A salary sacrifice plan to save tax and boost super benefits can be started at any time, but the beginning of a new financial year is best. That gives a benefit for the whole year. If a person sacrifices $100 per week of salary, over $5,000 extra is contributed.

Salary sacrifice means giving up some spending now so we can spend more in the future. We all face the daily puzzle of how much to consume today and how much to put aside for tomorrow.

When we put money aside and invest, we gain the benefit of compound interest over the long term, a very powerful force. Interest on interest on interest builds value quickly without effort from us.

Sacrificing salary into super saves income tax. Contributions are paid out of pre-tax pay. That gives the same effect as putting cash savings into super, claiming a tax deduction, and receiving a tax refund.

Employer super guarantee and salary sacrifice contributions incur 15 per cent tax on entry to the super fund, and 15 per cent tax on ongoing income. That can be compared to our personal marginal tax rate. Our rate could be 34.5, 39 or 47 per cent including Medicare Levy.

Salary sacrifice works well for people in those tax brackets. For people paying only 21 per cent the benefit is small at 6 per cent. Those under the income tax threshold should not salary sacrifice but put in $1,000 to earn the $500 government co-contribution.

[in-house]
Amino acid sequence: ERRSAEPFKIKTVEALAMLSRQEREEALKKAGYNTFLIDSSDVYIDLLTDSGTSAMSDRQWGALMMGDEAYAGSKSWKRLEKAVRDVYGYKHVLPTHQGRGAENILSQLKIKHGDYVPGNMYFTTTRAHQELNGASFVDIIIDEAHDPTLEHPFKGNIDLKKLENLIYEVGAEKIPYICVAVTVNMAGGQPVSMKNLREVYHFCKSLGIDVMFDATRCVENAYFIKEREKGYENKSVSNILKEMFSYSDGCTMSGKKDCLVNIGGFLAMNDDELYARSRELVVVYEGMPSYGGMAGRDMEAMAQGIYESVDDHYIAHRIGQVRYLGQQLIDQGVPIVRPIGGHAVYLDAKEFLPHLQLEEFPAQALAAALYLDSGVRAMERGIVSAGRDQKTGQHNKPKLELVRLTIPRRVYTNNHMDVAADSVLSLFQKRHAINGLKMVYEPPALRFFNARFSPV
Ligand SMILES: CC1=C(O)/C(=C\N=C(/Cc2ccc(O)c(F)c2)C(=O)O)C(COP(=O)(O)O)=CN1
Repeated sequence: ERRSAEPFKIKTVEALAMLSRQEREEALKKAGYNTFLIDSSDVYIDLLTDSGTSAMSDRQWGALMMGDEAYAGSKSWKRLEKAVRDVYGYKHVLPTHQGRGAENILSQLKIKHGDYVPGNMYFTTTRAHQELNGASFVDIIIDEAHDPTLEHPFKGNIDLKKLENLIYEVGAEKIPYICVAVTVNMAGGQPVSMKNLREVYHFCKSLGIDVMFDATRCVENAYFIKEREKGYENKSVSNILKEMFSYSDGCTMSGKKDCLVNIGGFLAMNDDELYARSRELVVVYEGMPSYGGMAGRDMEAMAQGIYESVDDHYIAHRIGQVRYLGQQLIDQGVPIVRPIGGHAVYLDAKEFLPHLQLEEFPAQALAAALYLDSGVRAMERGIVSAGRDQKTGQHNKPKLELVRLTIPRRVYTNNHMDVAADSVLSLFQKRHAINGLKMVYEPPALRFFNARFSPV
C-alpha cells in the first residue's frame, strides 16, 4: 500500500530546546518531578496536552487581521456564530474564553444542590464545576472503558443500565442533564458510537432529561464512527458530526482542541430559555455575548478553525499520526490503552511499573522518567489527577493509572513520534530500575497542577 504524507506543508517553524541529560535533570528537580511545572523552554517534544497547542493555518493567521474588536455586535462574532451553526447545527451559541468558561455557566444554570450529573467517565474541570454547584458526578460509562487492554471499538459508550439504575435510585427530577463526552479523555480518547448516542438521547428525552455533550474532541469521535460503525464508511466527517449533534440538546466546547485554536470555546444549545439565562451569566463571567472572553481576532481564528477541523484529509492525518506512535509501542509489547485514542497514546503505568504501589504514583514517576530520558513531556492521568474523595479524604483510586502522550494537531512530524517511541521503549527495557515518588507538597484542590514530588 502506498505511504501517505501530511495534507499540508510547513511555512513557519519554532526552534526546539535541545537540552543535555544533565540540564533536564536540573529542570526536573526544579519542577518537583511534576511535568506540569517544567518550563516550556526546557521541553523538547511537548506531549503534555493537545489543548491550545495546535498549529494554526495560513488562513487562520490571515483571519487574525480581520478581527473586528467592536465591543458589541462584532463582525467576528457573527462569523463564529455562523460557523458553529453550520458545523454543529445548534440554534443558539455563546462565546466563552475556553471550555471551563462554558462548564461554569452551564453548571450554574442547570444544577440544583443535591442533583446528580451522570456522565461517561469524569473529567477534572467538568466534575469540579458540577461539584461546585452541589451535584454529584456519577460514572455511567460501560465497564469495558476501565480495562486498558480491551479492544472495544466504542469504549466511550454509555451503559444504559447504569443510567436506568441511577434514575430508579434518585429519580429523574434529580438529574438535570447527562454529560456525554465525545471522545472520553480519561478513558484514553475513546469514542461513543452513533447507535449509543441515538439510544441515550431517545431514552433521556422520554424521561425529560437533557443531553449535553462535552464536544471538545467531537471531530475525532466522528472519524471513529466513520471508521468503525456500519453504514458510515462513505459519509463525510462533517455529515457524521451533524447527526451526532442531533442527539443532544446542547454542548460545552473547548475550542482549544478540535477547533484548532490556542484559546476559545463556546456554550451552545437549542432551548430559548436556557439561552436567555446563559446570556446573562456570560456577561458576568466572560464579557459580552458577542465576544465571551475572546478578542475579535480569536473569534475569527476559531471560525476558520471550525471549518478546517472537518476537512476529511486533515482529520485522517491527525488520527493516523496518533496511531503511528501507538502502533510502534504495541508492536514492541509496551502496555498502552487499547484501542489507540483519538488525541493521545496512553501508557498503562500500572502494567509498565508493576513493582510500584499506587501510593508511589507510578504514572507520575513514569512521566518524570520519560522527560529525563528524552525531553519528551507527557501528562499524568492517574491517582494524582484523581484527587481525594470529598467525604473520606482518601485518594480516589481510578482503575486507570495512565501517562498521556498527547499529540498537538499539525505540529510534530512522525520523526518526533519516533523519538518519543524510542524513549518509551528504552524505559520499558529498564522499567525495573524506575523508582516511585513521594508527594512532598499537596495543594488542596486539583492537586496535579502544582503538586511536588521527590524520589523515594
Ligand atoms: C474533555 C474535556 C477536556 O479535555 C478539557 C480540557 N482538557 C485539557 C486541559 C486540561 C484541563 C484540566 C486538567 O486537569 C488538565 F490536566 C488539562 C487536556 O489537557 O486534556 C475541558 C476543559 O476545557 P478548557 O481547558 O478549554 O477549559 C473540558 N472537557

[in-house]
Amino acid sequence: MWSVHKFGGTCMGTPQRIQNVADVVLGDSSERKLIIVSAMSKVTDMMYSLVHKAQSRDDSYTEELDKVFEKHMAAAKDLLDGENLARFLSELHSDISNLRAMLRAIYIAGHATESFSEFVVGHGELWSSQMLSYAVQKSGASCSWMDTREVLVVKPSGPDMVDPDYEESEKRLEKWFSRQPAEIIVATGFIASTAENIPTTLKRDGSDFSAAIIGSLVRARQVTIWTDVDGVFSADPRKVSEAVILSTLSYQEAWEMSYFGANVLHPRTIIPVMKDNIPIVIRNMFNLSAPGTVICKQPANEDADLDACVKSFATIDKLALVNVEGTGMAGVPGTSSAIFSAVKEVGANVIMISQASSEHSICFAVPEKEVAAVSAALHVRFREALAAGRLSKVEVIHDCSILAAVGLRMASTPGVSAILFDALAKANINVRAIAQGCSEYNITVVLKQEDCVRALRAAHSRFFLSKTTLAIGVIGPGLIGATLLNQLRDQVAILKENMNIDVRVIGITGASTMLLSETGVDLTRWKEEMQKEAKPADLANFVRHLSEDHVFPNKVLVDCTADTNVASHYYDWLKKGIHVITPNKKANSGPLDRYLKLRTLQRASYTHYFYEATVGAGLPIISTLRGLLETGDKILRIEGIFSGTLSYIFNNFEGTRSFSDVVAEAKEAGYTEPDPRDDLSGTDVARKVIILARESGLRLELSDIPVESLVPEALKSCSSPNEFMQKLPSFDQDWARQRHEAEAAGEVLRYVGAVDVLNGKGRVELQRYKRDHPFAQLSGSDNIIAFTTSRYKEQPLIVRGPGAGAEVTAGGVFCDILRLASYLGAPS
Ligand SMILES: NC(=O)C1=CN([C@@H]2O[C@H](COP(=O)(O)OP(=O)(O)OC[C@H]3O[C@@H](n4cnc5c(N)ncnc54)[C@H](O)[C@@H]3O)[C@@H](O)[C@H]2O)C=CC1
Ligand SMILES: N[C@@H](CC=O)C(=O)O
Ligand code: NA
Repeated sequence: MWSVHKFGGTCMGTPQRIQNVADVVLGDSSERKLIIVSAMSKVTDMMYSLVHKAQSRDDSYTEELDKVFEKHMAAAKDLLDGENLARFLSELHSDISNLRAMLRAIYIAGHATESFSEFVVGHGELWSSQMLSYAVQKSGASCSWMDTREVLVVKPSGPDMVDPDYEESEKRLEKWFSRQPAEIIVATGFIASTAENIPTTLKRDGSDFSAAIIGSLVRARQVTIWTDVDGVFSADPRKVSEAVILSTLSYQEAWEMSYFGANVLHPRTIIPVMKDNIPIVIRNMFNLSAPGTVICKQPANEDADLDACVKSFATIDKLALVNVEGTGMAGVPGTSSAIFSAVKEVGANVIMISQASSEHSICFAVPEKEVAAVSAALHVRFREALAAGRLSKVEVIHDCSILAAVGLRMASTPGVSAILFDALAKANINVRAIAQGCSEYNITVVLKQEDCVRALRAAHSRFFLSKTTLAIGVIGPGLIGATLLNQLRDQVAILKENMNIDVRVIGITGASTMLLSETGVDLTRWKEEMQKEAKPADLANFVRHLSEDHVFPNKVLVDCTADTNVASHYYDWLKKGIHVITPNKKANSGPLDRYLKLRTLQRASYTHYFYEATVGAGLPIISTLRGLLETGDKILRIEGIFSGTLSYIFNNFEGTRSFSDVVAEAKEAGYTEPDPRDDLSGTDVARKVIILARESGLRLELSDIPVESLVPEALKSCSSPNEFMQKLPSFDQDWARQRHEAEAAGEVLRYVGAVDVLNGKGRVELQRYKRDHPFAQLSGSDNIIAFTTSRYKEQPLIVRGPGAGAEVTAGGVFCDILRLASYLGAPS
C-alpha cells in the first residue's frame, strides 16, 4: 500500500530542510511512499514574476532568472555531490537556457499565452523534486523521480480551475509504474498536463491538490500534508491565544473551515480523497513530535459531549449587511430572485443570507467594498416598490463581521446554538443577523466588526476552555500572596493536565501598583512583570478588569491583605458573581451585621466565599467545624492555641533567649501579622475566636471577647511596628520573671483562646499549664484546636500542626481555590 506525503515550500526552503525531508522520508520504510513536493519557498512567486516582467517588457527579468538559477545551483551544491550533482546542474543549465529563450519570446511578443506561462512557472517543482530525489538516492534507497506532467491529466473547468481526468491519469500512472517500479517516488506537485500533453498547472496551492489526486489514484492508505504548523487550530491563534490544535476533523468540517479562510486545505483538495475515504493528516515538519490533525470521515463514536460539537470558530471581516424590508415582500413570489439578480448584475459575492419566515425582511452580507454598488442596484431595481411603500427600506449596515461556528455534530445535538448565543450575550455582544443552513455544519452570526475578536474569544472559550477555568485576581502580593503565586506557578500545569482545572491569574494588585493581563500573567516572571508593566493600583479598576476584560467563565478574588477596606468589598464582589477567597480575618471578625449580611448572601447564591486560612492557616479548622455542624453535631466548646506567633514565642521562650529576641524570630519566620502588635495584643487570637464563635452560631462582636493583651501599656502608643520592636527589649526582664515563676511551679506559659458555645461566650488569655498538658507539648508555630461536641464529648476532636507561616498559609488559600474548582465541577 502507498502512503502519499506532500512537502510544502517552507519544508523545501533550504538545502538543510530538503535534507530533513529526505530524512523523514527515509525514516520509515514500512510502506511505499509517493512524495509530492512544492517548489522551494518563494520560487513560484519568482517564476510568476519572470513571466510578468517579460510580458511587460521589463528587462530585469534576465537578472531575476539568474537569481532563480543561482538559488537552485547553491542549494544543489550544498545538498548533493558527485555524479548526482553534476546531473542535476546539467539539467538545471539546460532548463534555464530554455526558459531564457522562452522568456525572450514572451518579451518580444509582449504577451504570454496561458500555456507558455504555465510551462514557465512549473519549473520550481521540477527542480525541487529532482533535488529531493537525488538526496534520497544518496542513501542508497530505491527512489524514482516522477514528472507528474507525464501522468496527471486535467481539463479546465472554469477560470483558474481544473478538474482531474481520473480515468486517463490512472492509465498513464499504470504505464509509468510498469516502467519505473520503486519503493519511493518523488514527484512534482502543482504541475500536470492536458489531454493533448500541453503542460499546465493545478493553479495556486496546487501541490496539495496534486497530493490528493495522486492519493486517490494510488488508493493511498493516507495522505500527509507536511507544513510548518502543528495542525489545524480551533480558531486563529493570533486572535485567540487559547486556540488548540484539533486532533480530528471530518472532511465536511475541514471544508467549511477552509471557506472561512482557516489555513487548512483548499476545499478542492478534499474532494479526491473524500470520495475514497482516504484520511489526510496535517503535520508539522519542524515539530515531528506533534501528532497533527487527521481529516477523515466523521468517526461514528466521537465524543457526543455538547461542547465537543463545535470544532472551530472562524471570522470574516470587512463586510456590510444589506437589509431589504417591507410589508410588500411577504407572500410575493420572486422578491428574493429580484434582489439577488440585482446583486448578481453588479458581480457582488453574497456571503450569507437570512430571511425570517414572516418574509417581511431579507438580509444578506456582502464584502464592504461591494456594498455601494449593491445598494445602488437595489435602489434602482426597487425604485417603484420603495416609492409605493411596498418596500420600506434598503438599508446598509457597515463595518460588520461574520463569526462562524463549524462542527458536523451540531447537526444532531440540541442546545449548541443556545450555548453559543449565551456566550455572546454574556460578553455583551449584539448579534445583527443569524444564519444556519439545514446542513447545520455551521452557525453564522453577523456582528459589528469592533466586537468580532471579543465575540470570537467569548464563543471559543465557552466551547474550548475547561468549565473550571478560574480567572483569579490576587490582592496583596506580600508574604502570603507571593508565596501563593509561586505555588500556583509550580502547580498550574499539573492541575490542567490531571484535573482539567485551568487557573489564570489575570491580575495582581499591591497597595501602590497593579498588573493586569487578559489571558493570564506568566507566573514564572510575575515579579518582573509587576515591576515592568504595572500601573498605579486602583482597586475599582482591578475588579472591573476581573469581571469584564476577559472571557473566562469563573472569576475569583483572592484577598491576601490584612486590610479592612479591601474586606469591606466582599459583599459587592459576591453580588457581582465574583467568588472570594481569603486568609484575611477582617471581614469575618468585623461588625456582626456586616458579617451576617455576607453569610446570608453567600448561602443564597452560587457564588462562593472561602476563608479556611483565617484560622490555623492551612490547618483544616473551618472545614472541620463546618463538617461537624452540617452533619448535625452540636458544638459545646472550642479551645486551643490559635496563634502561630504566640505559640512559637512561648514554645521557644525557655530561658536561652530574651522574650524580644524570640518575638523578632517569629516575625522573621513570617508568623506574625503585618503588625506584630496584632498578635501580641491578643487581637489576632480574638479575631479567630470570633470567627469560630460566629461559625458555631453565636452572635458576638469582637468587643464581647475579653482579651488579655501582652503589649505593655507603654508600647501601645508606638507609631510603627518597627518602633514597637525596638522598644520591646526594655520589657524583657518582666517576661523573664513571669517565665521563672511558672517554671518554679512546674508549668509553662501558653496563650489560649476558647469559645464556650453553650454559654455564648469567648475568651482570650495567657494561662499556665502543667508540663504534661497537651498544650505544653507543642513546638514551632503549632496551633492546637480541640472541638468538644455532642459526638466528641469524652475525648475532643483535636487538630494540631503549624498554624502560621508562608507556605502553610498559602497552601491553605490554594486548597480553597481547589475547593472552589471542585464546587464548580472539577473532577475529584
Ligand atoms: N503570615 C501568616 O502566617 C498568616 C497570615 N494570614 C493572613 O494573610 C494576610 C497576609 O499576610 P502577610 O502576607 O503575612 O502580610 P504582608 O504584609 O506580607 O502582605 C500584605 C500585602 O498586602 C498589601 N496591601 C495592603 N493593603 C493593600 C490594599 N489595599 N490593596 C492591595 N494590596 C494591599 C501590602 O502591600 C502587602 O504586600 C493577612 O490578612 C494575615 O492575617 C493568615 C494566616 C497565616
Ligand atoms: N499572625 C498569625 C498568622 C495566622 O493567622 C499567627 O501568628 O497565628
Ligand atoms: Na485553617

The least painful way to save for a large future expense is to have a small amount deducted each payday. If it is subtracted at source, expenditure will adjust down to consume the reduced income available to it.

A small super savings amount each payday will make a big difference at retirement. Suppose a worker sacrifices $100 per week into super for the last 15 years of their career and the fund earns 8 per cent per annum. They will have an extra $127,000 at retirement.

That will boost their retirement income by around $600 per month, giving a much better living standard. The annual contribution limit of $27,500 must be kept in mind, though people with balances under $500,000 may be able to put in catchup amounts.

If a person sacrifices $100 into super it doesn’t cost them $100 of after-tax pay. The reduction in take home pay is only $65.50 for those in the most common tax bracket, and less for higher earners.

Workers under age thirty are usually focused on their mortgage and childrens’ costs. After thirty starting a small sacrifice is wise, then slowly increasing the amount over time. From age fifty contributions should be larger. Salary sacrifice is arranged through the pay office.